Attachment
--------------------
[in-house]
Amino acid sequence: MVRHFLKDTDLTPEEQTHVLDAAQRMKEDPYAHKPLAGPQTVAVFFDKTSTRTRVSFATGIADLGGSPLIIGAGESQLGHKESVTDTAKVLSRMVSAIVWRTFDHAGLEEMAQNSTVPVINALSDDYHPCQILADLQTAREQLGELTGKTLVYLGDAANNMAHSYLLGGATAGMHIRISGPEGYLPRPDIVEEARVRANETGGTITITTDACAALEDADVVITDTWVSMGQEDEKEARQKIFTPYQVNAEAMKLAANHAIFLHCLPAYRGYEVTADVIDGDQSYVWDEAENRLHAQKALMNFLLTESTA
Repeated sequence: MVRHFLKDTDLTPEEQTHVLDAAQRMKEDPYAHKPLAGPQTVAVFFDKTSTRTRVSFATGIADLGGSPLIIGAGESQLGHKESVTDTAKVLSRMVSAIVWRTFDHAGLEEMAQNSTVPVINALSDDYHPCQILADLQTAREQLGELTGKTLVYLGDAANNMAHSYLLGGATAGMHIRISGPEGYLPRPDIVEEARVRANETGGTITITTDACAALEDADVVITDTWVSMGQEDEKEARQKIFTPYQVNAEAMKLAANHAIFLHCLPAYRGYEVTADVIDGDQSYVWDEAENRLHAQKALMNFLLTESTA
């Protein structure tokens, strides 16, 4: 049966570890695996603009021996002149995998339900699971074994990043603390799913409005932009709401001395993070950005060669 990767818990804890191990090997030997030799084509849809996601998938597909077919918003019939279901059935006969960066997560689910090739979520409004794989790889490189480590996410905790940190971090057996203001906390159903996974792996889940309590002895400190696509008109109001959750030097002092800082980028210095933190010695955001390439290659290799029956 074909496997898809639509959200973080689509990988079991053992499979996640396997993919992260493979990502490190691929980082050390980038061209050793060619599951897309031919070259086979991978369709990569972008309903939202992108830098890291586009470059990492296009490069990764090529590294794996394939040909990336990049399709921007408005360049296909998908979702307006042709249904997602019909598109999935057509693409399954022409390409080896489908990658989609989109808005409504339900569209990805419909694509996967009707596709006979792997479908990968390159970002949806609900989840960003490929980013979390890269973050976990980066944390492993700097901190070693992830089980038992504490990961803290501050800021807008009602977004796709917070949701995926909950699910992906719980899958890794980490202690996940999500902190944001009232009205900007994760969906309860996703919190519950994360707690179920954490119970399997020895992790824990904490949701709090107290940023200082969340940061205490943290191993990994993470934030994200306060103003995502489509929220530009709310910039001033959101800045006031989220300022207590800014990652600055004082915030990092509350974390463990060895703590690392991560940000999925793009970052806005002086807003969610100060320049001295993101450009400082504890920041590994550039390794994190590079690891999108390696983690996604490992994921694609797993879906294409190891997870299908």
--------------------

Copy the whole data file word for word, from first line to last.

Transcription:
[in-house]
Amino acid sequence: MVRHFLKDTDLTPEEQTHVLDAAQRMKEDPYAHKPLAGPQTVAVFFDKTSTRTRVSFATGIADLGGSPLIIGAGESQLGHKESVTDTAKVLSRMVSAIVWRTFDHAGLEEMAQNSTVPVINALSDDYHPCQILADLQTAREQLGELTGKTLVYLGDAANNMAHSYLLGGATAGMHIRISGPEGYLPRPDIVEEARVRANETGGTITITTDACAALEDADVVITDTWVSMGQEDEKEARQKIFTPYQVNAEAMKLAANHAIFLHCLPAYRGYEVTADVIDGDQSYVWDEAENRLHAQKALMNFLLTESTA
Repeated sequence: MVRHFLKDTDLTPEEQTHVLDAAQRMKEDPYAHKPLAGPQTVAVFFDKTSTRTRVSFATGIADLGGSPLIIGAGESQLGHKESVTDTAKVLSRMVSAIVWRTFDHAGLEEMAQNSTVPVINALSDDYHPCQILADLQTAREQLGELTGKTLVYLGDAANNMAHSYLLGGATAGMHIRISGPEGYLPRPDIVEEARVRANETGGTITITTDACAALEDADVVITDTWVSMGQEDEKEARQKIFTPYQVNAEAMKLAANHAIFLHCLPAYRGYEVTADVIDGDQSYVWDEAENRLHAQKALMNFLLTESTA
């Protein structure tokens, strides 16, 4: 049966570890695996603009021996002149995998339900699971074994990043603390799913409005932009709401001395993070950005060669 990767818990804890191990090997030997030799084509849809996601998938597909077919918003019939279901059935006969960066997560689910090739979520409004794989790889490189480590996410905790940190971090057996203001906390159903996974792996889940309590002895400190696509008109109001959750030097002092800082980028210095933190010695955001390439290659290799029956 074909496997898809639509959200973080689509990988079991053992499979996640396997993919992260493979990502490190691929980082050390980038061209050793060619599951897309031919070259086979991978369709990569972008309903939202992108830098890291586009470059990492296009490069990764090529590294794996394939040909990336990049399709921007408005360049296909998908979702307006042709249904997602019909598109999935057509693409399954022409390409080896489908990658989609989109808005409504339900569209990805419909694509996967009707596709006979792997479908990968390159970002949806609900989840960003490929980013979390890269973050976990980066944390492993700097901190070693992830089980038992504490990961803290501050800021807008009602977004796709917070949701995926909950699910992906719980899958890794980490202690996940999500902190944001009232009205900007994760969906309860996703919190519950994360707690179920954490119970399997020895992790824990904490949701709090107290940023200082969340940061205490943290191993990994993470934030994200306060103003995502489509929220530009709310910039001033959101800045006031989220300022207590800014990652600055004082915030990092509350974390463990060895703590690392991560940000999925793009970052806005002086807003969610100060320049001295993101450009400082504890920041590994550039390794994190590079690891999108390696983690996604490992994921694609797993879906294409190891997870299908």